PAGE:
The "Revised" Julian Calendar

Memorandum of Explanation

Some Orthodox Christians in both Europe and America celebrate the immovable feasts of the Orthodox Church on different civil calendar and Church calendar dates. For example: The Nativity of Christ-December 25th and January 7th; the Annunciation-March 25th and April 7th; the Dormition - August 15th and August 28th; and the feast of St. Nicholas - December 6th and December 19th. The 13 days difference is a scientific-technical one. The dates of the feasts of the Church are the same on an Christian Church calendars. Thus, for example, the Nativity of Christ, which for some parishes falls on January 7th on the civil calendar is actually shown on the Church's "old style" Julian Calendar as December 25th.

There is only one JULIAN CALENDAR in the western world the original Julian Calendar was adopted by the Church without correction of its technical errors Then it was refined twice: once by the Church in the West and once by the Church in the East. The basic civil calendar remained the same. The four versions of the Julian Calendar in brief are as follows:

The "ORIGINAL" JULIAN CALENDAR introduced by Julius Caesar dates from 44 B.C. The length of the natural solar year (the time it takes for the earth to make one orbit of the sun) was estimated to be 365 days and 6 hours. Every fourth year the extra six hours were collected and added as an extra day to the year, creating a leap year of 366 days.

Technically, this estimated civil calendar year is 11 minutes and 14 seconds longer than the natural solar year. Longer in time means faster in speed. This small error caused all the calendar problems. For instance, a regular phenomenon in nature like the Spring Equinox (the beginning of spring when day and night are each about 12 hours long all over the earth) recurs year after year at a measurable time in the orbit of the earth.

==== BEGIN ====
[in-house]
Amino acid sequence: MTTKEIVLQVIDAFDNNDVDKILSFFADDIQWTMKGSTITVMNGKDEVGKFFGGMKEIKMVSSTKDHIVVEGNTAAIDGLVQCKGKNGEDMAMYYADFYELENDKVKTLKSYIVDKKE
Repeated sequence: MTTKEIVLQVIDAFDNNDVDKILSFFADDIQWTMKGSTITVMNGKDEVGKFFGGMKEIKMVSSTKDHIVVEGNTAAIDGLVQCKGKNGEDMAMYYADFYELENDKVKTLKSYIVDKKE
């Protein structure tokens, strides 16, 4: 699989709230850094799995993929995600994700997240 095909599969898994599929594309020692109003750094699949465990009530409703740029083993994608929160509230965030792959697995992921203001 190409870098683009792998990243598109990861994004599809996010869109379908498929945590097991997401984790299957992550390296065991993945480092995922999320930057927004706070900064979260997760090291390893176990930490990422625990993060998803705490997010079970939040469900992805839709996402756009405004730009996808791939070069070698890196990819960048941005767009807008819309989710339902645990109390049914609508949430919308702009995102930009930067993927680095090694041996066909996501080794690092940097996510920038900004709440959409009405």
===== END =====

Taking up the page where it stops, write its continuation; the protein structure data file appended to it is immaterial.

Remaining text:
Because of the error in the original Julian Calendar, over a period of time the extra minutes and seconds accumulate to a full day and the Spring Equinox arrives faster, or a day earlier in the civil calendar. The Spring Equinox fell on March 25th in the "Original" Julian Calendar.

The "OLD STYLE" JULIAN CALENDAR dates from AD. 325. By the fourth century the Spring Equinox was arriving on March 21st on the "Original" Julian Calendar. When the First Ecumenical Council met in Nicea in 325 to settle the date for celebrating Pascha, the Church adopted the "Original" Julian Calendar and ruled that Pascha shall be observed on the first Sunday, after the first full moon, after the Spring Equinox on March 21st, and independent of the Jewish Passover. The Council did not correct the calendar error, nor did it set the Spring Equinox date back to March 25th where it was in the first place. By fixing a faulty civil calendar date to a fixed phenomenon in nature the Church created for herself a calendar problem. The "Old Style" Julian Calendar dates from AD. 325, not from the year 44 B.C. as is commonly believed. The calendar adopted in 325 had nothing to do with determining the date when Christ was born.

The "NEW STYLE" JULIAN CALENDAR dates from the year 1582. In the 16th century the Spring Equinox was arriving 10 days earlier on the "old style" Julian Calendar date of March 11th instead of March 21st, because of the uncorrected error in the "Original" Julian Calendar. With updated astronomical information, Pope Gregory of Rome refined the "Original" Julian Calendar.

His astronomers reduced the number of leap years so that the average length of the civil calendar would be nearer to the natural length of the solar year. In a 400-year cycle they dropped three leap years and reduced the error from 11 minutes and 14 seconds a year to 26 seconds a year. Under this system it takes many years more for 26 seconds to accumulate into a full day.